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Old 07-05-2021, 12:58   #1
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Refrigeration gauges

I have a newer Adler Barbour CU 100 system with the quick connect couplings. I have an opportunity to pick up a set of gauges for a good price, and thought it would be good to have them for when we go cruising next year. I'm wondering if anyone can tell me whether the gauges will work with the quick connect couplings, or is an adapter required?

Thanks
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Old 07-05-2021, 13:12   #2
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Re: Refrigeration gauges

Does the gauge you are being offered have the other end of a quick connect fitting or some other means of attaching?
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Old 07-05-2021, 13:26   #3
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Re: Refrigeration gauges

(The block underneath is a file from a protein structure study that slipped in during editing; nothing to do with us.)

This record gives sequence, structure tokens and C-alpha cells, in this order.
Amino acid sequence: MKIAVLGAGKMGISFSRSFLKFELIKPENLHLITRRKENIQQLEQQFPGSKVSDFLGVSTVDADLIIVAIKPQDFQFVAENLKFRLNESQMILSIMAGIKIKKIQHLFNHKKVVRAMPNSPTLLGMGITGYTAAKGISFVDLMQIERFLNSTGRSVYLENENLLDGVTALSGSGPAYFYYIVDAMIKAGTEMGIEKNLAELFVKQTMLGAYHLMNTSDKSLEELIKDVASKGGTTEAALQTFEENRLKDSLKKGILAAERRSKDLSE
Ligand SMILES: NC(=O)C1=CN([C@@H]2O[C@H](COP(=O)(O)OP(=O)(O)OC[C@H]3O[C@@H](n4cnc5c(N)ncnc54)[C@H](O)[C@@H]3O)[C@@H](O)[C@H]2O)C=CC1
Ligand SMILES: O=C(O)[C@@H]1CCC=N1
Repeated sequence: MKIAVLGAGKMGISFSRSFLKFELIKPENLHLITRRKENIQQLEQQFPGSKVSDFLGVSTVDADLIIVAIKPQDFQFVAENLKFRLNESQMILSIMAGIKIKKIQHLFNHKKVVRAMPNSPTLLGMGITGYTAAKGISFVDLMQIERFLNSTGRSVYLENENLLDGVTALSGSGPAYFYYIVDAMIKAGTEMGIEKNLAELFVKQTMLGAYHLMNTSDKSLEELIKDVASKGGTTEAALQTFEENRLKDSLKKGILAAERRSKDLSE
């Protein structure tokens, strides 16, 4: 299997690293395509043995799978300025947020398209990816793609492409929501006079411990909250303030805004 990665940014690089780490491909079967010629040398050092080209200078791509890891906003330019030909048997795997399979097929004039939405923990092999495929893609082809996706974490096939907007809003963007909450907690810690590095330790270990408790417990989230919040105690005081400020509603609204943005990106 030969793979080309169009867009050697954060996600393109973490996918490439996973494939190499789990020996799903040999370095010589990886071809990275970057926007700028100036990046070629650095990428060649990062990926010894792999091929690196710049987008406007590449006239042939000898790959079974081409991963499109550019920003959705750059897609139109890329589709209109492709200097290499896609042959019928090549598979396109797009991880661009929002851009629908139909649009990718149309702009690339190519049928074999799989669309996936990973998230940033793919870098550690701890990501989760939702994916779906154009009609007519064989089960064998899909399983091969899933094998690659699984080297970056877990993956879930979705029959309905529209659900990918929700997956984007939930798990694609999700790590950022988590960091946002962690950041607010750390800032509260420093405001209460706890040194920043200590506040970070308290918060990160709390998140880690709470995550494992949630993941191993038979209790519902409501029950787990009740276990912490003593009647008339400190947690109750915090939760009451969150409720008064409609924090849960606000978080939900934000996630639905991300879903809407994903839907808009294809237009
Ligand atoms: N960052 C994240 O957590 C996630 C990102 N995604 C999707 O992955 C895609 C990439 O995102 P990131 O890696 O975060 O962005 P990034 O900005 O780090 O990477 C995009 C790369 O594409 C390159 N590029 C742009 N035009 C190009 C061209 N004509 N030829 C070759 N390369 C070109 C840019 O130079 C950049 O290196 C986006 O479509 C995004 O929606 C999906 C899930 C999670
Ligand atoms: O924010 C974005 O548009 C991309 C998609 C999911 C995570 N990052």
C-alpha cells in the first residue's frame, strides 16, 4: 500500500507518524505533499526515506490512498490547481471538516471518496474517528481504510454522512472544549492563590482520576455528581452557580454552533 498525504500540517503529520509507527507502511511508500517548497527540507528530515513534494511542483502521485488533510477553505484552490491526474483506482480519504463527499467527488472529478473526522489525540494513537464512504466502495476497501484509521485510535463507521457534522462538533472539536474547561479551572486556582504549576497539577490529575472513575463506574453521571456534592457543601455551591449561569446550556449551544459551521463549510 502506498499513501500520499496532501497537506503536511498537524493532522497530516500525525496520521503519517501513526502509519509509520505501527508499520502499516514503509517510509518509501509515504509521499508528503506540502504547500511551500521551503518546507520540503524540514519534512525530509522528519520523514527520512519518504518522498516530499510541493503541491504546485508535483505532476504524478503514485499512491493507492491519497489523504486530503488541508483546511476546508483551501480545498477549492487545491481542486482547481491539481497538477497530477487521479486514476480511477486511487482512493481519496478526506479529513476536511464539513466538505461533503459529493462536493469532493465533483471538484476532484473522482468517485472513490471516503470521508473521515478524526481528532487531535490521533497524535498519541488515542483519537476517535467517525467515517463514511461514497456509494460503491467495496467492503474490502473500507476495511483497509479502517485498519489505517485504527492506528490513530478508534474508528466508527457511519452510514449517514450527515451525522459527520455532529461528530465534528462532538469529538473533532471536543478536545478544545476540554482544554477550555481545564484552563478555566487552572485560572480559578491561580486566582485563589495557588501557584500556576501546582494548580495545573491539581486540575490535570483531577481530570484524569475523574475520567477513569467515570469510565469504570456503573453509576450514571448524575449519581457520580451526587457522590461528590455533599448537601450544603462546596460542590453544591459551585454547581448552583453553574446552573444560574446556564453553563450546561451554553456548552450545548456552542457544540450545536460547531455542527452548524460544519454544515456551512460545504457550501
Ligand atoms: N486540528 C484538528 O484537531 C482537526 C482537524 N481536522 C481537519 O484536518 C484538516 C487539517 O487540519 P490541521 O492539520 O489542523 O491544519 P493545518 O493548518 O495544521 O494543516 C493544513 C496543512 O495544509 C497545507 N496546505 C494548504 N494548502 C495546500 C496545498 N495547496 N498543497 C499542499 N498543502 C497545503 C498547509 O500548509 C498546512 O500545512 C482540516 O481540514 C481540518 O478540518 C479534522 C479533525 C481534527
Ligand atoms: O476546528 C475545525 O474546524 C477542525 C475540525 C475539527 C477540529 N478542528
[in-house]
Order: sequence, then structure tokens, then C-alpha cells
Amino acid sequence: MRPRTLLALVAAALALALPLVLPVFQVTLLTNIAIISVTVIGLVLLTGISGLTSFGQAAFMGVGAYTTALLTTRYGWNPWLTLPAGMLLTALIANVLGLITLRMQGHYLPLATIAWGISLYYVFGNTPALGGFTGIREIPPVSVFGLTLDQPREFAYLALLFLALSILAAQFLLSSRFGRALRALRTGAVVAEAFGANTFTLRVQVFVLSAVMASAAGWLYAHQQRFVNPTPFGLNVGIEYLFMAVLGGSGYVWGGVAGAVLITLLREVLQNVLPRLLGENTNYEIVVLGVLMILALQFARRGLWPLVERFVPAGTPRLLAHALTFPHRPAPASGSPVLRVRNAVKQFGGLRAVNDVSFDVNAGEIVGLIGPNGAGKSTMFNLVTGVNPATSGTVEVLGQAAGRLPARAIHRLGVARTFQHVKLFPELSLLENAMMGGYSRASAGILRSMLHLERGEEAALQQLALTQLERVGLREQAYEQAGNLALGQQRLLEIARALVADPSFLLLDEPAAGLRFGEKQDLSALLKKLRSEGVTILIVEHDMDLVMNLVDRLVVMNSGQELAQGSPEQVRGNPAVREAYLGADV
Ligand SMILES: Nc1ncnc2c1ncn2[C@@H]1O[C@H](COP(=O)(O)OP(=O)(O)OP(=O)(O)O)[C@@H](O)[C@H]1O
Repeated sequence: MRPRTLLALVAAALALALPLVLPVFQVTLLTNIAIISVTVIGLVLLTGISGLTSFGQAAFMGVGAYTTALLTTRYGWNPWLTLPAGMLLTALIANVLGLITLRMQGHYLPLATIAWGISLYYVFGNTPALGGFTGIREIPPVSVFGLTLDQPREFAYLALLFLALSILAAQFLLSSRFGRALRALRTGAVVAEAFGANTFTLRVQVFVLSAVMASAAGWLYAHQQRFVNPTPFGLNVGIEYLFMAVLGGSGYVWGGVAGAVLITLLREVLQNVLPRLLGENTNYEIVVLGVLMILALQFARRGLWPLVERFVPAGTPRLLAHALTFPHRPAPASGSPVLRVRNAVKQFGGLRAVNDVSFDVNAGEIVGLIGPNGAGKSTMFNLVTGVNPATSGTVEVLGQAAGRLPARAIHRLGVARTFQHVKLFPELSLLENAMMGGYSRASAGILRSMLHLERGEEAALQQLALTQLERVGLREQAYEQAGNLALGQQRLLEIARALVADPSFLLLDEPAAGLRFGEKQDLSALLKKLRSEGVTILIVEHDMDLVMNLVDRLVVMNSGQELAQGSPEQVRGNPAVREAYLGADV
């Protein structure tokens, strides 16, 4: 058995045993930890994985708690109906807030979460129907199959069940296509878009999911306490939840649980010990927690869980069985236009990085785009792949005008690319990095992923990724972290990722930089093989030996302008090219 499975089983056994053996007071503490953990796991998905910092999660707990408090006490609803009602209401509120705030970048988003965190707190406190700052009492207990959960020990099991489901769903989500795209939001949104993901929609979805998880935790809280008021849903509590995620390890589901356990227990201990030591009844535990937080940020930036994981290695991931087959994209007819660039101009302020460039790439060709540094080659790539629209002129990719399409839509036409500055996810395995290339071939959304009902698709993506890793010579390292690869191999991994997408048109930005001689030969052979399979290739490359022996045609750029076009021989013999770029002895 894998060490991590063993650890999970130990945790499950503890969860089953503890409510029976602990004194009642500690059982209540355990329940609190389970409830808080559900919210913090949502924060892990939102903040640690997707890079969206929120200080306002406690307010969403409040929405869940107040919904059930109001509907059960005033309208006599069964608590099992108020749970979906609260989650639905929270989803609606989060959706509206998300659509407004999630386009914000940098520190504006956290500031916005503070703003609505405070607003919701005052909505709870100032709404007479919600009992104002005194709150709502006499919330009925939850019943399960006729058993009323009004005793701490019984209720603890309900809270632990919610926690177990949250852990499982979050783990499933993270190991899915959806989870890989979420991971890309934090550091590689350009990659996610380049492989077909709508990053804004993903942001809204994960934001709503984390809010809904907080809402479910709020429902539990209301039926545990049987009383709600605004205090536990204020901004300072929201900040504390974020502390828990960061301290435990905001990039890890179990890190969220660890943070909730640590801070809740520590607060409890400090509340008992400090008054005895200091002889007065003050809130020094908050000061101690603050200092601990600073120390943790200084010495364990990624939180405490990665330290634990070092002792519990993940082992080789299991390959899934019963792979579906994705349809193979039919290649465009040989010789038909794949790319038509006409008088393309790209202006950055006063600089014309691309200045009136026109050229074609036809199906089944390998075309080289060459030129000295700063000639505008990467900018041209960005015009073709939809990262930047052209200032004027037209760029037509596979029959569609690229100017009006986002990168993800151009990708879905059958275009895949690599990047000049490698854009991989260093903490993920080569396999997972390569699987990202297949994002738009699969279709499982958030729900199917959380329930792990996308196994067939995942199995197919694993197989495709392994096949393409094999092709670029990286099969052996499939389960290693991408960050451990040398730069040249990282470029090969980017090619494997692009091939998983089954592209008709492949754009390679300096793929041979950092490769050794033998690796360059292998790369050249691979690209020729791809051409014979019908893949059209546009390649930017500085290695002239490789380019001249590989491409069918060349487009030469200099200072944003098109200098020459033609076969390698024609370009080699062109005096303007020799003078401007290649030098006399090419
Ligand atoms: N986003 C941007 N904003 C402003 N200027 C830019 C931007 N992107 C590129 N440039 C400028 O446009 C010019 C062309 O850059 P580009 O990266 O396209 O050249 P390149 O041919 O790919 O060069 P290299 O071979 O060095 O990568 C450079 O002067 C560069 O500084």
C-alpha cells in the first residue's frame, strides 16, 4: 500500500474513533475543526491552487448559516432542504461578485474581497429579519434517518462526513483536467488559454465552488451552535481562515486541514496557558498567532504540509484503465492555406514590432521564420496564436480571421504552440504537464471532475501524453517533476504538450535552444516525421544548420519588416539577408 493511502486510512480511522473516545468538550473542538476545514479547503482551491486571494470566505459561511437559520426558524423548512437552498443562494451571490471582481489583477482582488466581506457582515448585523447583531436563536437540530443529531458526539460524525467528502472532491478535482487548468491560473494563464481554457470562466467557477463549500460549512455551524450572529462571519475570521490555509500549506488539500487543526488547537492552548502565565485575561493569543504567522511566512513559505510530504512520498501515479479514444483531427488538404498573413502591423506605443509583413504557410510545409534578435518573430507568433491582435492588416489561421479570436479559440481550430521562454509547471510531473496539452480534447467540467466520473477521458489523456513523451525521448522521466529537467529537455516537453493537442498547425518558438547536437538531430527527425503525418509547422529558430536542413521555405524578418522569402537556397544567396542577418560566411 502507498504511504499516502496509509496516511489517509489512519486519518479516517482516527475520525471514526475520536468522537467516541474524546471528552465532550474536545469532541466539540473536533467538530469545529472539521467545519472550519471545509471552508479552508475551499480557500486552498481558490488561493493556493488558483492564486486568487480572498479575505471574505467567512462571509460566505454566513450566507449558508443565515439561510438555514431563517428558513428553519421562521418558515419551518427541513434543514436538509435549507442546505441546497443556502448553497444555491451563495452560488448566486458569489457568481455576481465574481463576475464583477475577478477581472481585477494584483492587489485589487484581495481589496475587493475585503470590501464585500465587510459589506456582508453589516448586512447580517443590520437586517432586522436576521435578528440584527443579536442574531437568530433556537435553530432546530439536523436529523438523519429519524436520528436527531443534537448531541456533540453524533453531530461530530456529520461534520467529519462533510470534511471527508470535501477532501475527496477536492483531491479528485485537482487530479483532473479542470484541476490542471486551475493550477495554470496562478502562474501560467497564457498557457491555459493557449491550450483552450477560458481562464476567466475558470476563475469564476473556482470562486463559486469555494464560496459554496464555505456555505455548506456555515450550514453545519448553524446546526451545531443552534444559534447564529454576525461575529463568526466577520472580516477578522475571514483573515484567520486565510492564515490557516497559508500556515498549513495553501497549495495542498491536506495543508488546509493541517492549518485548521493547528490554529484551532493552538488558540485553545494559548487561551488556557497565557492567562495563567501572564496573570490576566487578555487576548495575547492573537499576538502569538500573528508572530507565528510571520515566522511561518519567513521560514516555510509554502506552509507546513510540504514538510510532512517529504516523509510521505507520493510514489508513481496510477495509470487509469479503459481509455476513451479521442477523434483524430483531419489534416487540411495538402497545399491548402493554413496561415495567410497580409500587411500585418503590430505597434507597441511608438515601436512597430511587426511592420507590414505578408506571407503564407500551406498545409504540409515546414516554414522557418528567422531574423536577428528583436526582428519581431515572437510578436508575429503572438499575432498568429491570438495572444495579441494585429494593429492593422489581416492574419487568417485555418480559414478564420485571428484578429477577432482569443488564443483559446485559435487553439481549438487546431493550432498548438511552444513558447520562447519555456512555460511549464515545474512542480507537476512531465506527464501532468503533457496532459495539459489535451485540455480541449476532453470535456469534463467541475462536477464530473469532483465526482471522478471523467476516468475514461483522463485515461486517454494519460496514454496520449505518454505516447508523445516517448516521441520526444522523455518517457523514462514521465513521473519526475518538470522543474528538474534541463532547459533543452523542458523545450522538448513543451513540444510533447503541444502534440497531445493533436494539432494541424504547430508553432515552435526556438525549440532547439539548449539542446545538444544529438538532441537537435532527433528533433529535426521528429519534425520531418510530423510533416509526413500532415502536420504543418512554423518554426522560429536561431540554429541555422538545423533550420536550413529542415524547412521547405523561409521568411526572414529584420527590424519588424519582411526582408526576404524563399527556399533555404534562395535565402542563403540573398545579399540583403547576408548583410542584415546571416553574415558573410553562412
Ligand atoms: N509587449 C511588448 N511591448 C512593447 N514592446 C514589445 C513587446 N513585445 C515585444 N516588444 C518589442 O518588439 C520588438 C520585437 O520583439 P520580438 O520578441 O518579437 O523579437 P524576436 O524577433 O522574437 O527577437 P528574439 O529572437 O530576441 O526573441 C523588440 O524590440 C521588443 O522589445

It depends on the hoses the gauges have. While the gauge sets are generally the same across refrigerants (except for some higher pressure ones that require higher pressure ranges), the connectors are different. Hoses are expensive, be sure you get it right.


I just sold my gauge set last year. They are big and heavy, and there are so many different refrigerants in use today, and availability/price at retail has deteriorated so much, that it isn't worth doing my own service.


Remember you'll need a vacuum pump, a scale, and a refrigerant bottle to do any meaningful work, among many other tools.
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Old 07-05-2021, 16:05   #4
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Re: Refrigeration gauges

The best advice I can give you is do not connect or allow anyone to connect gauges to that system. The CU100 does not fit to the old style designs that leaked. The line connectors will not leak if torqued properly when installed as they do not rely on Oring seals.